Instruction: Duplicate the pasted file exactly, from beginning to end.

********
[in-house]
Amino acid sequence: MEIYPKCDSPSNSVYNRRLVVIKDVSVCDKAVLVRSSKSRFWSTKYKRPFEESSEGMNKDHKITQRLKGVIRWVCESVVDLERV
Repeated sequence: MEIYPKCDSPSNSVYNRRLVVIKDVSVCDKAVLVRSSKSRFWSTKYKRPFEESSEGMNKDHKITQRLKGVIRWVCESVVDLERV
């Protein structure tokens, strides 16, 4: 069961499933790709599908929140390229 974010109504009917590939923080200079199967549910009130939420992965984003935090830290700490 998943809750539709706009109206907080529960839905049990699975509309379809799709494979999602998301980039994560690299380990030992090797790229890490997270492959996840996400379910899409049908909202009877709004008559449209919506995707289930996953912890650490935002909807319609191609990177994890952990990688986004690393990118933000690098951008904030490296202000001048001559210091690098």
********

[in-house]
Amino acid sequence: MEIYPKCDSPSNSVYNRRLVVIKDVSVCDKAVLVRSSKSRFWSTKYKRPFEESSEGMNKDHKITQRLKGVIRWVCESVVDLERV
Repeated sequence: MEIYPKCDSPSNSVYNRRLVVIKDVSVCDKAVLVRSSKSRFWSTKYKRPFEESSEGMNKDHKITQRLKGVIRWVCESVVDLERV
């Protein structure tokens, strides 16, 4: 069961499933790709599908929140390229 974010109504009917590939923080200079199967549910009130939420992965984003935090830290700490 998943809750539709706009109206907080529960839905049990699975509309379809799709494979999602998301980039994560690299380990030992090797790229890490997270492959996840996400379910899409049908909202009877709004008559449209919506995707289930996953912890650490935002909807319609191609990177994890952990990688986004690393990118933000690098951008904030490296202000001048001559210091690098």